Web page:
To help everyone at Tea “go there,” we make a yearly contribution to each employee for international travel and exploration. Upon their return, our Tea travelers write a blog post to share their adventures with all of us (and the world)! This post is one we’ve been looking forward to… LaDonna, Tea’s Copy Director, traveled abroad with her little one for the first time and before reading this post we suggest you grab a pen to take notes. You’ll have a trip to Costa Rica planned in no time!
To help everyone at Tea “go there,” we make a yearly contribution to each employee for international travel and exploration. Upon their return, our Tea travelers write a blog post to share their adventures with all of us (and the world)! We’ve been waiting for this post from Tori, one of our graphic designers, from the moment we heard this trip was booked!
After realizing we had caught a serious case of wanderlust, my friend Ganesha and I decided we had to go explore somewhere new. Since we both share a love of adventure and photography, we decided Iceland was the place for us and spontaneously booked our flight!
We first introduced you to Sarita here, but we wanted to give you the opportunity to hear from her first hand. While we wholeheartedly wish we could send each of you to Amber to sit down with the GBS team, share chai and listen to their incredible stories… we hope this will suffice!
Khadija Gurnah was born in Kenya and her husband is Puerto Rican. Together they have three children, a son who is 10 and two girls aged 4 and 2. She came across Tea when she was looking for clothing that reflected the diversity of her family.
“My kids are multiracial and I had a hard trying to find things for my children’s rooms that had a mix of modern American with a global aesthetic, so I found global artisans and started my own company, Safiya’s Room. The company I use in India for quilts is a multigenerational operation that has worked with me to mix traditional designs with modern colors.”
I didn’t go to India expecting to meet a hero. But that’s exactly what happened when I visited a small village in Rajasthan.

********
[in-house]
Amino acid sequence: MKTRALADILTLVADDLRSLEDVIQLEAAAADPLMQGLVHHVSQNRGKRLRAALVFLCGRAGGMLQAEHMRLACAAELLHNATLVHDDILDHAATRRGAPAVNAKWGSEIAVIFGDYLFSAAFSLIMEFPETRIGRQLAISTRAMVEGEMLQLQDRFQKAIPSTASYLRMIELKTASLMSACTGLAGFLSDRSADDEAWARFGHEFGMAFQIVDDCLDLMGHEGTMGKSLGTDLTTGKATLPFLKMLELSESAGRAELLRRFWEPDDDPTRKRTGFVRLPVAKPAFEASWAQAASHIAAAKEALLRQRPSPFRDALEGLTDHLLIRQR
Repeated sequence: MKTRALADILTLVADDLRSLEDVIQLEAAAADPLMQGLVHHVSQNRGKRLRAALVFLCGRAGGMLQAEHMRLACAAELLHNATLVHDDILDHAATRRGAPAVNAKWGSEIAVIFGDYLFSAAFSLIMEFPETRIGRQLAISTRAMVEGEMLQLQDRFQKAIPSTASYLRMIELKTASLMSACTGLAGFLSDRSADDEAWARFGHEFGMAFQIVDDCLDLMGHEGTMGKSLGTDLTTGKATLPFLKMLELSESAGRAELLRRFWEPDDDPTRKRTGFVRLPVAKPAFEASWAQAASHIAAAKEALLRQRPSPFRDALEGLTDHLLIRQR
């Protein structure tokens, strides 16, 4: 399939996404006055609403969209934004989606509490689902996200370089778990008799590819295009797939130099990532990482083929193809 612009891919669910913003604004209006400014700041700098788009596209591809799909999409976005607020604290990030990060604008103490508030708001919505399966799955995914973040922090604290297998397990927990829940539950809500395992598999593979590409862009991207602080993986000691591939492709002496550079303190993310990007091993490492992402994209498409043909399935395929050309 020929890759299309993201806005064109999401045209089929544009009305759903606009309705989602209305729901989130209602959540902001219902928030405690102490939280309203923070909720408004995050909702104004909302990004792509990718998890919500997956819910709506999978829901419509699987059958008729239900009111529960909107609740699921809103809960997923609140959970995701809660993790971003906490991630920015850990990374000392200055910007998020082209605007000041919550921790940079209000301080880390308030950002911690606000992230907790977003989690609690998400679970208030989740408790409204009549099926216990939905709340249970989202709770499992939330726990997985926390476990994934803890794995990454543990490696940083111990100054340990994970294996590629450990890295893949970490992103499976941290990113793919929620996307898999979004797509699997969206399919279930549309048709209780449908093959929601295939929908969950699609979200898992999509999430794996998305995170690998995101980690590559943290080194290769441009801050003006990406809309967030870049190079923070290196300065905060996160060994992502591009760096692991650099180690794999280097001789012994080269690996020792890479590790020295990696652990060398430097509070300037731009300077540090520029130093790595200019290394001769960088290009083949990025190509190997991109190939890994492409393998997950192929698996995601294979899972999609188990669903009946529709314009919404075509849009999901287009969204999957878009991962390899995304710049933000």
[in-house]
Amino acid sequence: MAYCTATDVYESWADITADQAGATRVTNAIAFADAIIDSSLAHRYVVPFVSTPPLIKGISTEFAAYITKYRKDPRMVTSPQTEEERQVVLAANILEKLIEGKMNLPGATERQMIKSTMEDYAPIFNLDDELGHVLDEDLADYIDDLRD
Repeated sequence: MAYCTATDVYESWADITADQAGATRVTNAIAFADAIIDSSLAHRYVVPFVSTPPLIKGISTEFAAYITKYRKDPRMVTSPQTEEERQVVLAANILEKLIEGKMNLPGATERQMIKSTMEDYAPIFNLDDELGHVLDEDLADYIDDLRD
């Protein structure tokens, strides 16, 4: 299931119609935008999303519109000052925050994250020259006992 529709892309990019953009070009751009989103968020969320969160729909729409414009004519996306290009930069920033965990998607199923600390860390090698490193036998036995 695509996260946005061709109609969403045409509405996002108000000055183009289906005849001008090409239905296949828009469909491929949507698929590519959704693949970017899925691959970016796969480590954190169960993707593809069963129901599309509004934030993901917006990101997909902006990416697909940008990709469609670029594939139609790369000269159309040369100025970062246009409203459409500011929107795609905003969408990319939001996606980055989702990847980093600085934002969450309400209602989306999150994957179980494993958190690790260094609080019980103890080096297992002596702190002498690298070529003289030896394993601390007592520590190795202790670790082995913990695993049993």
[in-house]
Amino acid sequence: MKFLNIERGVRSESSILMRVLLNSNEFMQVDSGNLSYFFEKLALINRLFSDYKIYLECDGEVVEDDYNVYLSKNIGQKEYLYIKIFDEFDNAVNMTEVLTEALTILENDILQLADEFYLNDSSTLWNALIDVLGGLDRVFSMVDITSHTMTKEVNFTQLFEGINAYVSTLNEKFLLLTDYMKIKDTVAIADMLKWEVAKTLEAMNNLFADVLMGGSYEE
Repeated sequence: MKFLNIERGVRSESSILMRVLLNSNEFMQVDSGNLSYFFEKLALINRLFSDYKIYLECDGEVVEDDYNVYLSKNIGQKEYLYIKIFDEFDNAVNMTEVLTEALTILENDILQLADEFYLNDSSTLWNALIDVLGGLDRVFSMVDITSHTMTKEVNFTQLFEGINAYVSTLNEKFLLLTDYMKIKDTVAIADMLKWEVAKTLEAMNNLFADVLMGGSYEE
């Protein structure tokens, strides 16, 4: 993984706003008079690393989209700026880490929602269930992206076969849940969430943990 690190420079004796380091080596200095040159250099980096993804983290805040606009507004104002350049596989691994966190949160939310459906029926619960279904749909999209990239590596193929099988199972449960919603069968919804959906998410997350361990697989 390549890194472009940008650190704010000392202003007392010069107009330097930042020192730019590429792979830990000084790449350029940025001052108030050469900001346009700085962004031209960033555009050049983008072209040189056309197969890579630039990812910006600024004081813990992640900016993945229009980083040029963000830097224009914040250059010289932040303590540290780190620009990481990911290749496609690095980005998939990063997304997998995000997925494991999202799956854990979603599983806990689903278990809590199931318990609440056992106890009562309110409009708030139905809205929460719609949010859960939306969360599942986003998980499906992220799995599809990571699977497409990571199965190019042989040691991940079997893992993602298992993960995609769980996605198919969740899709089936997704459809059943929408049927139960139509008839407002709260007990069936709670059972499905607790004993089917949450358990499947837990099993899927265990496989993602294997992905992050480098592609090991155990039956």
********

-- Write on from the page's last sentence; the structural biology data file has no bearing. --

The first two days in India were eye opening. You arrive, you see shantytowns on your drive to the hotel, you go shopping in busy markets, tour the City Palace and ride painted elephants. It’s very clear that this is another life, one far different than what you know. But you don’t really understand just how different until you get outside of the Pink City and past Amer Fort. It’s not until you meet someone, you meet people – who have been working for over 25 years to make a difference here. You drive an hour outside of the city with these people, down dirt roads further than you’re comfortable with until you reach villages with no electricity, no real housing, no drinking water. You are welcomed with warm smiles and nervous laughter, because these people have never met anyone from the United States before. It’s awkward at first, and hard and emotional. But you sit and you take it in and you return these warm smiles and nervous laughs and in this moment, you realize while everything seems so foreign, we’re all the same. At the core of it all, we’re human beings — with feelings and needs and we just want to be happy and healthy.
I had no idea what to expect from this particular day in Rajasthan. That morning, I didn’t even know what kind of transportation to expect from our hotel to the GBS office — and while I’m being honest, I had no idea what GBS stood for. I did know that through The Global Fund for Children, LaDonna and I were able to visit one of their grantee partners that worked to empower young girls and women. I knew that we would be visiting a few of the villages this organization worked with and I knew we were in good hands.
The ride from the hotel to the GBS office was an anxious one for me. The prior two days were a whirlwind. I had never been so far from home and in such a foreign place. Everything was new and strange and jet lag only caused a haze. But on that third day in India, as soon as we walked inside Gram Bharati Samiti’s office and shook hands with Bhawani (the GBS founder), my anxiety disappeared and I felt at home. The chaos of India seemed to slow down around me and I was immediately certain that indeed, we were in good hands and to trust that the day would pan out just as it should.